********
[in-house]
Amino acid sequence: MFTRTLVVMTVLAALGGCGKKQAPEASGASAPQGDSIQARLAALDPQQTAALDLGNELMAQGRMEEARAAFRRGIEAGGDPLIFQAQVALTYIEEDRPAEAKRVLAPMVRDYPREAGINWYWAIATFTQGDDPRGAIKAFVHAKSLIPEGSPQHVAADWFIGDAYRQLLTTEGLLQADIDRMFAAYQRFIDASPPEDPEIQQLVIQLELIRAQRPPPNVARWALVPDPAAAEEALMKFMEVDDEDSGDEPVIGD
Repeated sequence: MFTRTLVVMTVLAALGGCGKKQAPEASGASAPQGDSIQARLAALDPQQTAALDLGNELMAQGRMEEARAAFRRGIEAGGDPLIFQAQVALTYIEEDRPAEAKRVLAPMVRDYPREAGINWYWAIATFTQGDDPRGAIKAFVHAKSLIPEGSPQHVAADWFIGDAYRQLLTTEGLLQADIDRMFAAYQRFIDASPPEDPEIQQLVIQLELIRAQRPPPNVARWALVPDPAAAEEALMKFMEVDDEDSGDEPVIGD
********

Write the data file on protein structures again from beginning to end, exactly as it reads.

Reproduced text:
[in-house]
Amino acid sequence: MFTRTLVVMTVLAALGGCGKKQAPEASGASAPQGDSIQARLAALDPQQTAALDLGNELMAQGRMEEARAAFRRGIEAGGDPLIFQAQVALTYIEEDRPAEAKRVLAPMVRDYPREAGINWYWAIATFTQGDDPRGAIKAFVHAKSLIPEGSPQHVAADWFIGDAYRQLLTTEGLLQADIDRMFAAYQRFIDASPPEDPEIQQLVIQLELIRAQRPPPNVARWALVPDPAAAEEALMKFMEVDDEDSGDEPVIGD
Repeated sequence: MFTRTLVVMTVLAALGGCGKKQAPEASGASAPQGDSIQARLAALDPQQTAALDLGNELMAQGRMEEARAAFRRGIEAGGDPLIFQAQVALTYIEEDRPAEAKRVLAPMVRDYPREAGINWYWAIATFTQGDDPRGAIKAFVHAKSLIPEGSPQHVAADWFIGDAYRQLLTTEGLLQADIDRMFAAYQRFIDASPPEDPEIQQLVIQLELIRAQRPPPNVARWALVPDPAAAEEALMKFMEVDDEDSGDEPVIGD